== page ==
SILVER DOG SEAL RING
Ancient Roman, Circa 2nd Century AD
An attractive and substantial Roman Imperial period silver seal ring. The bezel is strongly carved with an intaglio image of a dog with long tail and reverted head. In the field above its haunch is a crescent and star. The shoulders of the distinctive band are carved with chevrons. The unusual shape of the band (wide shoulders and an oval cross section) is characteristic of rings of the early Roman Empire.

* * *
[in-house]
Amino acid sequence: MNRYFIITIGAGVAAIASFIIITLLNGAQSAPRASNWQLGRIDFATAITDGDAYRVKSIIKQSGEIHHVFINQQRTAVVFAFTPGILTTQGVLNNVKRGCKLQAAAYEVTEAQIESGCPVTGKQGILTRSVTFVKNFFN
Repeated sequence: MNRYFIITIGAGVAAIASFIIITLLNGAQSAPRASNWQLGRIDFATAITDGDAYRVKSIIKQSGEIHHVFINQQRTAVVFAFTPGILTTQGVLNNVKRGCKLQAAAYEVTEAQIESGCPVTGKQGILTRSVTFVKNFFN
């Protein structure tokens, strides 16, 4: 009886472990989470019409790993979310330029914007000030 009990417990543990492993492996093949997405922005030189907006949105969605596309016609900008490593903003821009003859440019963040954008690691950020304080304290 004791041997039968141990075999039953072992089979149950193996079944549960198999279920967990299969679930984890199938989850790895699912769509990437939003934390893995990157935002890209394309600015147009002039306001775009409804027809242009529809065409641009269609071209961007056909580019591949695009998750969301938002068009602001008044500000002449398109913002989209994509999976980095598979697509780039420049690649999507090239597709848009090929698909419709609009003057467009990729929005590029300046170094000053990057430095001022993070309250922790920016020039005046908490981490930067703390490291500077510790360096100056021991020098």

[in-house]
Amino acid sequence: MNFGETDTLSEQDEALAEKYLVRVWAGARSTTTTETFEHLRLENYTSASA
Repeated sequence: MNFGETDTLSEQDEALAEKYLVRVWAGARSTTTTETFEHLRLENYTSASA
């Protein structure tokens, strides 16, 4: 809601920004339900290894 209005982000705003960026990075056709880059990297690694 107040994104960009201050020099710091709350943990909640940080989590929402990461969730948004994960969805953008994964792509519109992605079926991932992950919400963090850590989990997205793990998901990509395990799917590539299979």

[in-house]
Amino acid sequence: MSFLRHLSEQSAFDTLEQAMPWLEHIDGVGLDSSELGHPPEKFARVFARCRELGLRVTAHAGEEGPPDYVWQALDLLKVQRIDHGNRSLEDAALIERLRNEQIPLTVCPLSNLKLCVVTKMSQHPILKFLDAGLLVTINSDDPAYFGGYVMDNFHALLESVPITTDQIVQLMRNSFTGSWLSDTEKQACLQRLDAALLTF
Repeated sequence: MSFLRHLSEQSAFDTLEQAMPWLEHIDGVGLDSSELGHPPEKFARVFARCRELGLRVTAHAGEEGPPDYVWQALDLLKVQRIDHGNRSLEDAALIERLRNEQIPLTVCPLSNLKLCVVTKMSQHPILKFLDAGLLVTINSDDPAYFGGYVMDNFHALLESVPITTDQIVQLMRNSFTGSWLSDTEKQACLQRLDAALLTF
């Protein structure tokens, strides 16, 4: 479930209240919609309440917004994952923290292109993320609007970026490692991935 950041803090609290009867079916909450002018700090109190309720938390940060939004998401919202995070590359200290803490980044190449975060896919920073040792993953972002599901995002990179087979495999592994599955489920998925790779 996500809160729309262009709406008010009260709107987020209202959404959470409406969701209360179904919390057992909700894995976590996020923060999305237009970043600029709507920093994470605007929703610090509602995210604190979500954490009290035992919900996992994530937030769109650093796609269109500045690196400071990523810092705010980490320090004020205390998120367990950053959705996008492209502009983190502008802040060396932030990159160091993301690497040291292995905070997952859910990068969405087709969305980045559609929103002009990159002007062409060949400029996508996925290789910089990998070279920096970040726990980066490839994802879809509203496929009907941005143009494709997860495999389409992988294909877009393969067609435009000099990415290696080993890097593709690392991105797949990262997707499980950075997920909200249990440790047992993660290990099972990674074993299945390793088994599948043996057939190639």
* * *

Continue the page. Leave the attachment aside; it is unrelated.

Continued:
This ring is in an excellent state of preservation with some surface toning.
The Signet, or Seal Ring, was significant in Roman society, as it was used in validating serious legal documents by its owner. Intaglios, and engraved or intaglio-cut gems could serve as seals, even while appearing decorative. Cicero mentions them, and Pliny cites that the fashion of wearing signet rings eventually shifted to the little finger. A signet ring was highly representative of the individual who wore it. It was, in effect, his or her signature.